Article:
Hybrid adaptive approaches applied to gait analysis and therapeutic decision support

  • Angewandte hybride adaptive Methoden zur Ganganalyse und Unterstützung therapeutischer Entscheidungen

Rêgo Caldas, Rafael; Markert, Bernd (Thesis advisor); Loosen, Peter (Thesis advisor); Buarque de Lima Neto, Fernando (Thesis advisor)

Aachen : RWTH Aachen University (2020, 2021)
Book, Dissertation / PhD Thesis

In: Report. IAM, Institute of General Mechanics 06
Page(s)/Article-Nr.: 1 Online-Ressource : Illustrationen, DiagrammeReport number: IAM-06

Dissertation, Rheinisch-Westfälische Technische Hochschule Aachen, 2020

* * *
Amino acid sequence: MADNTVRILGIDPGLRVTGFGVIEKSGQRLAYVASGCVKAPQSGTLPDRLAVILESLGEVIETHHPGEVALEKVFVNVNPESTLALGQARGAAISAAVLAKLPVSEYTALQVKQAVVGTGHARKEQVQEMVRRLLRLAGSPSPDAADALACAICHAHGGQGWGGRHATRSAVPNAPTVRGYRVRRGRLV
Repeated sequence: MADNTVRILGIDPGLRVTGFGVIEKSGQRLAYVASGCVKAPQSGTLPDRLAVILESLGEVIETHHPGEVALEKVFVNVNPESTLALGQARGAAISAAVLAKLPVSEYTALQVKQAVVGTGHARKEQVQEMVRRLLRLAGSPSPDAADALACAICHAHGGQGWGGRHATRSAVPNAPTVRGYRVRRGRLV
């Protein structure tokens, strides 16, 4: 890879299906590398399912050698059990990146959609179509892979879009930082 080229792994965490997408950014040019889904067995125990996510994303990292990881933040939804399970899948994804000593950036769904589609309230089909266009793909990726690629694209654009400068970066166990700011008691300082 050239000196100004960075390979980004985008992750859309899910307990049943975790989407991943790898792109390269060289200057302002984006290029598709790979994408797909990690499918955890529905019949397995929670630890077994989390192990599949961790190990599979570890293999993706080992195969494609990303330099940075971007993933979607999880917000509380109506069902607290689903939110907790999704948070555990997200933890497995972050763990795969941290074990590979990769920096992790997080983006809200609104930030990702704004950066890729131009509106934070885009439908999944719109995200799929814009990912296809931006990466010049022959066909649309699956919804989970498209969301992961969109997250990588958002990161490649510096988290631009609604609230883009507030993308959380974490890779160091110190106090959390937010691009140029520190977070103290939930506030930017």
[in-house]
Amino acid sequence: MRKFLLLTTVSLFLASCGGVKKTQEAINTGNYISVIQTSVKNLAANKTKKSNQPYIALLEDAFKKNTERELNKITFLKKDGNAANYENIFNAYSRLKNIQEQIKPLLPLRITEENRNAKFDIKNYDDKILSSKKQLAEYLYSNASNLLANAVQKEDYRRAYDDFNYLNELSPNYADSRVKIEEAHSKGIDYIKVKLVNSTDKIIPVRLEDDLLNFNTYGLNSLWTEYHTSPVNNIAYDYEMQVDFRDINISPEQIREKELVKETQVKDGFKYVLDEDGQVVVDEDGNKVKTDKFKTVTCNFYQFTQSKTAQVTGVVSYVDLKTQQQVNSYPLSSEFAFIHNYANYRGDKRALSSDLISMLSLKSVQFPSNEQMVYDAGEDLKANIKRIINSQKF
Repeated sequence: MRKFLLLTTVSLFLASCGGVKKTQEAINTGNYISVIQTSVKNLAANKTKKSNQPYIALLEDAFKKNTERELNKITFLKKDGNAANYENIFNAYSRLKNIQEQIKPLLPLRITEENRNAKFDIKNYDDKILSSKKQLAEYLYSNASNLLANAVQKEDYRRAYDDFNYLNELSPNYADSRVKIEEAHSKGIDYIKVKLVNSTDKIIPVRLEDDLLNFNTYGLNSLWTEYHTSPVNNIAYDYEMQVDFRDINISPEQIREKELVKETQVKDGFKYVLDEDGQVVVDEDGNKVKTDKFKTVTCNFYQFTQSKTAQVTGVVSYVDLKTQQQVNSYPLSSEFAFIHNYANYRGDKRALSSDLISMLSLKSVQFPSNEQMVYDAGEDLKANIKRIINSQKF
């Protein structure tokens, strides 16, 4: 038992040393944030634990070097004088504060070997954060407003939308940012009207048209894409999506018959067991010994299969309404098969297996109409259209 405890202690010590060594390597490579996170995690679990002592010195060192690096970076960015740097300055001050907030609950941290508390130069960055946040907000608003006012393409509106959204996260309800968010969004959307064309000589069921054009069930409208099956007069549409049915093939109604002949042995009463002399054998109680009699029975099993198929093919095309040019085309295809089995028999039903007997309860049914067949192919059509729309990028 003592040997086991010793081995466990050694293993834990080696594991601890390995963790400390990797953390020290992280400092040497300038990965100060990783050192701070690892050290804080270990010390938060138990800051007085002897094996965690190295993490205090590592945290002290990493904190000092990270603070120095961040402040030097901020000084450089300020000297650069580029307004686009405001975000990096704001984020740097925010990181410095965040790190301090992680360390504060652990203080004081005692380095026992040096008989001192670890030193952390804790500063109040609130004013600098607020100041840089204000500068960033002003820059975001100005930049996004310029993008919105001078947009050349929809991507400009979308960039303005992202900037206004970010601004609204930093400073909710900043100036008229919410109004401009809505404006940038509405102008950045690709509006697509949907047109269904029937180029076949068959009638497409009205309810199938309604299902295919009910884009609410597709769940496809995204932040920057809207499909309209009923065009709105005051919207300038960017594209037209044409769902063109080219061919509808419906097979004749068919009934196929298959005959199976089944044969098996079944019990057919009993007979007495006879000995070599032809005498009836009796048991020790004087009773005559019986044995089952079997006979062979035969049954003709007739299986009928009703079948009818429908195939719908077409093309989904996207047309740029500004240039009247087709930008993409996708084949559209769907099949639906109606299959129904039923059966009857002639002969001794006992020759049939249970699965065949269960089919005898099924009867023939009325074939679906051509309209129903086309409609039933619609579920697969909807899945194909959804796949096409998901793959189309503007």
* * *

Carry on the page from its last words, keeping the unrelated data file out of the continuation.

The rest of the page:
The walking pattern is frequently affected by several injuries on the lower limbs and also neurological disorders. Gait analysis is the systematic study of the walking pattern, providing information about the subject’s functional level. However, the conventional methods to assess the gait are either expensive or complex to be applied regularly in the clinical practice. In this context, age-related changes in walking parameters are relevant to analyze the functional capacity and physical performance. Moreover, the nuances of slightly different gait patterns are hardly noticeable by inexperienced observers. Given the complexity and importance of the gait pattern and its analysis in a clinical context, the main goal of this research work is to improve the conventional evaluation by enhancing the option set to establish efficient rehabilitation methods. To this end, two hybrid adaptive computational approaches and an application of predictive methods were proposed to group subjects according to gait-related features and to determine the likely rehabilitation duration, respectively. For the first contribution, kinematic features of healthy volunteers were utilized for subject clustering according to their age and the essential variations on their gait pattern. The experiments, which used the Self-organizing Maps (SOM) algorithm associated with Fuzzy c-Means (FCM) and k-Means (KM) as clustering methods, have presented insightful outcomes for the validation of these two hybrid adaptive approaches. The results pointed out compatible performances of the proposed approaches, overpowering the basic FCM algorithm. Since the SOM+KM requires less computational resources to cluster the subjects while delivering a similar performance, we recommend its application rather than the approach with FCM. Besides the more consistent results provided by our hybrid approaches, as a second contribution, we also proposed an analysis of feature relevance based on the SOM output as heat maps. This technique has the advantage of preserving the data topology in the produced graphic output. All analyses were carried out in two different contexts of volunteers: (i) grouping subjects in age-related clusters based on gait features and (ii) grouping subjects regarding different speeds and placement of sensors. Among the kinematic temporal parameters, the results suggest the overall importance of cadence, as a measurement of physical performance, especially when clustering subjects by their age. Concerning the second relevance analysis, the component of individuality stood out while observing results of different volunteers. Furthermore, the proposed adaptive approaches have evoked encouraging results on the prediction of the rehabilitation duration, considering the clinical data based on the physical exam, therapeutic goals, adopted techniques, and the required number of physical therapy (PT) sessions. Two of the four methods tested have demonstrated high accuracy to determine the number of PT sessions necessary to recover gait-affecting injuries on the lower limbs. Such innovative applications can support decisions not only of physicians and patients but also healthcare-facilities managers, concerning the best alternatives for the patients and hospitals, impacting the clinical practice positively.